Taking the book Fahrenheit 451 by Ray Bradbury as its theme, Incendium the new album from German death metallers Burial Vault is an intensive and dramatic expanse of atmospheric provocation. A release which works with a concept ‘that embodies a metamorphosis of a human in an inconvenient future both on musical as on textual level’, it triggers full thoughts and emotions across its dark and diverse confrontation. Musically as with the song writing it is superbly crafted and riveting in its intrigue and imagination whilst sonically it sears and entices full engagement but, and it is a pretty big but, the album despite pleasing throughout and defying any predictability or expectations fails to fire up the passions as strongly as maybe it should have. The thirteen track album does everything right though and for the main sets itself apart from most other recent melodic death metal albums and releases. Our review will seem, and rightly so, nothing but a continuous praise and recognition of its impressive creativity and invention but that one important ingredient to truly fire up the senses and passions is lacking.
Since forming in 2006, Burial Vault has forged a sound distinct to them from a thrash and black metal spiced melodic death envelopment additionally washed with loud progressive whispers. From appearances at festivals and shows alongside the likes of Drone, Jack Slater, Lay Down Rotten, Cripper, Torture Squad, and Sinister (o.a.), as well as a pair of EPs, There Is No Resort and Come To Grief, and their first album last year, the Papenburg quintet has earned acclaim and a rich place within extreme metal, something Incendium will only enhance.
The follow-up to their highly regarded debut Ekpyrosis, the Apostasy Records released album is certainly an absorbing encounter which works on and with the imagination through a continually shifting expanse of ideas and skilled enterprise, a craft which colours and chews the air around the imagery spawned narrative. It opens with flames shooting through the air as a melancholic grandeur lifts its emotive head to follow the embers of paper and freedom sweeping on the melodic breeze. The intro to Stench Of Burning Thoughts sets the scene ready for the rest of the emerging track to unleash its malevolence. The song rips through the ear with the rhythms of Immo Groeneveld caging and provoking the senses whilst the rabid riffs of guitarists Tobias Schaub and Alexander Petri incessantly snarl and gnaw the already forged tenderness. It is an impressive and scintillating start which takes a step back for the guttural squalls of Raimund Ennenga to lay out the lyrical premise, his raw throaty rasps a contrast to the sonically harmonic and acidically melodic enterprise conjured by the guitars. The song is a fascinating persuasion, one which is as caustic as it is a dark beauty, and pushes the doors open to incendiary imagery and emotion.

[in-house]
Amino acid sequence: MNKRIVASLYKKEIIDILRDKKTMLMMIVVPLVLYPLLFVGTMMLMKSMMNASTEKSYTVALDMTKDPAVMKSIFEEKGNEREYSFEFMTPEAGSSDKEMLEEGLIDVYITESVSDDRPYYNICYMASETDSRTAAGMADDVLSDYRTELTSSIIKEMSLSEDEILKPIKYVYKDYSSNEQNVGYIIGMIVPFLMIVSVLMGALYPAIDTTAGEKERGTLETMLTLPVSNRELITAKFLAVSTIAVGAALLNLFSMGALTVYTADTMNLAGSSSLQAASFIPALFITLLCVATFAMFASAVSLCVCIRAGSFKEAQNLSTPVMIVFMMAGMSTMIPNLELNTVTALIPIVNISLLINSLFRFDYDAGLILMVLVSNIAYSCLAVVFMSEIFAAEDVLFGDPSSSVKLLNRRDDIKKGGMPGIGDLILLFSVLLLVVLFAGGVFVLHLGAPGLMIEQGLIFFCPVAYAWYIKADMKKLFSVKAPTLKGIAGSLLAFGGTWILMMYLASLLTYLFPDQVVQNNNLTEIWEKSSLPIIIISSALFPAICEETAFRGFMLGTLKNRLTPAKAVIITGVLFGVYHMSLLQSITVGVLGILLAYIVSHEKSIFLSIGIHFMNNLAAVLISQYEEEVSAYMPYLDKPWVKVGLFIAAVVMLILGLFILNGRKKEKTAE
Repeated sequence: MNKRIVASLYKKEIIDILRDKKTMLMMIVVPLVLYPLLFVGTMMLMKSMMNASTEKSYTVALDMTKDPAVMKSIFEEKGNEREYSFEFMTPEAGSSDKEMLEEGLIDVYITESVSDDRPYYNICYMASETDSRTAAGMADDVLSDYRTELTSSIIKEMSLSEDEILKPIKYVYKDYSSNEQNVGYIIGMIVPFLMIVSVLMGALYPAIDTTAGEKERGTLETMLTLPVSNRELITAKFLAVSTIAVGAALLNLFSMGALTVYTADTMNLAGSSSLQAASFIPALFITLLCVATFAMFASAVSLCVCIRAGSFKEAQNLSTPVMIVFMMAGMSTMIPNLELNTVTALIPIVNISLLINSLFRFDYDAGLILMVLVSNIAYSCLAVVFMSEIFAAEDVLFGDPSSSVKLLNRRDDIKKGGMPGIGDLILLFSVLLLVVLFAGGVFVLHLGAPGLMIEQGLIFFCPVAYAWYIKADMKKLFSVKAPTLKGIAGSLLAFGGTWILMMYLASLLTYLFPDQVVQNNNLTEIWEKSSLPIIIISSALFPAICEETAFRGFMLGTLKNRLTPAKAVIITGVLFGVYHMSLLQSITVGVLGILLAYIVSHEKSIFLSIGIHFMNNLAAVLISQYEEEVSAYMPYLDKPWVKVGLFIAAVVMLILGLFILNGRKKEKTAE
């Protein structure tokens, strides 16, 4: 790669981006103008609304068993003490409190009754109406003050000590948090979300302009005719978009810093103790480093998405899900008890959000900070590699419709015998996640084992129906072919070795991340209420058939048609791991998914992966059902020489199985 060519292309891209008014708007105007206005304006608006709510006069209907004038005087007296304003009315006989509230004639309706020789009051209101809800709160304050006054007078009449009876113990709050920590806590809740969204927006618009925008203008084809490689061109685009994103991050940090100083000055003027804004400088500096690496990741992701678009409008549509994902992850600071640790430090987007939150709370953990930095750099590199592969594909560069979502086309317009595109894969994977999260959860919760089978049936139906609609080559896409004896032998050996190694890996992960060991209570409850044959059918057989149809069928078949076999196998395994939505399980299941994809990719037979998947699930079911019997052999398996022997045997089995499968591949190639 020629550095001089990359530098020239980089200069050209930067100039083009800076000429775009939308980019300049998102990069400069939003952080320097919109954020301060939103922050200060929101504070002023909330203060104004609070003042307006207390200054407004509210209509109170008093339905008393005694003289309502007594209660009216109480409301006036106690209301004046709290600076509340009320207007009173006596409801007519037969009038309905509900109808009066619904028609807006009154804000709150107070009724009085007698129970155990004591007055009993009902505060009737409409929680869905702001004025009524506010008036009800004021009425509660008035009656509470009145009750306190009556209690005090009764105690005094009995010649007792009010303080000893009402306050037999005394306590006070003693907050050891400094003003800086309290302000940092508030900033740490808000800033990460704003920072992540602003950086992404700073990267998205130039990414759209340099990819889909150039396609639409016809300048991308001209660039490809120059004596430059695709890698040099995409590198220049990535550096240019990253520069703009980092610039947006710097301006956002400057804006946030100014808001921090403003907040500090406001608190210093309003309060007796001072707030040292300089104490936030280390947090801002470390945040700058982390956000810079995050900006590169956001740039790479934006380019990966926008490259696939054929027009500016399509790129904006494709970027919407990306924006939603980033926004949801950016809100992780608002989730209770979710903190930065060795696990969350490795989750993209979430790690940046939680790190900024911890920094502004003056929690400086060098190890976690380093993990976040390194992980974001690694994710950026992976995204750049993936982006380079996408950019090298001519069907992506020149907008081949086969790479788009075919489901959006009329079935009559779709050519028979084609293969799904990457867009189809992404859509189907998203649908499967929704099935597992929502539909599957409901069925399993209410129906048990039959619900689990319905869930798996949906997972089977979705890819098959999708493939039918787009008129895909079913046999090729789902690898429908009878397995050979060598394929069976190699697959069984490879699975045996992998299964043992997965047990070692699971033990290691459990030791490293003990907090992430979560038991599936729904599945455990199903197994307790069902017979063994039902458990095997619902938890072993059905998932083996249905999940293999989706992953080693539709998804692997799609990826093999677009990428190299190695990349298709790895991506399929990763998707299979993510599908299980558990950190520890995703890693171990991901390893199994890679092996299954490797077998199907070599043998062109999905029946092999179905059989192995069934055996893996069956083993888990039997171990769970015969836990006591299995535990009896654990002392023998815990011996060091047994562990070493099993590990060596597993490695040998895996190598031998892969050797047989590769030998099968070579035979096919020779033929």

The following A Blind Follower And A Watchful Hound unleashes its individual blackened shadows next, the predatory breath and tone of the song a heavy fire consuming the ear with the intense and inventive drumming of Groeneveld driving and punctuating each aspect pushed on by the equally rapacious crawl of David Speckmann’s bass. As exploratory and dramatic as its predecessor the track does fail to find the same lure and grip on the attention even with a striking and pleasing adventure to its sonic tale.
Through the inspiring instrumental Soil & Green and the excellent Peculiar, where the vocals from the deepest venomous growl switch to a strong clean temptation within a constantly changing musical landscape, the release arguably makes its strongest persuasion yet whilst the likes of The Nightly Horror with its exceptional bestial call and hunger as well as rampaging imagination, the atmospheric aftermath like unsettling scene offered by instrumental Prelude to Peripety, and Fatal Accident explore and incite further compelling shadows and corners to discover. The last of these intrudes with blazing sonic eyes, its leer and touch a scorching on the senses and startling evocation to thoughts, especially with the delicious additional string inducement supplying its own emotive caress.
The mesmeric acoustically coaxed Struggling Doubt with again strings and especially the cello toying with the passions, seamlessly follows the previous song for a solemnly colourful embrace though the vocals here slip in quality, before just as smoothly evolving into Moment of Truth, a song which merges light and dark, beauty and abyss, into an emotional sonic portrait. From this point though the likes of Awareness, Catharsis, and Black into White impress strongly enough, there is no longer the focussed attention bearing down upon the release; no song deserves to be ignored or passed over easily though. Incendium is a fine album even though it does not switch on the passions, but for its craft and imaginative adventure satisfaction and enjoyment is the only reward.
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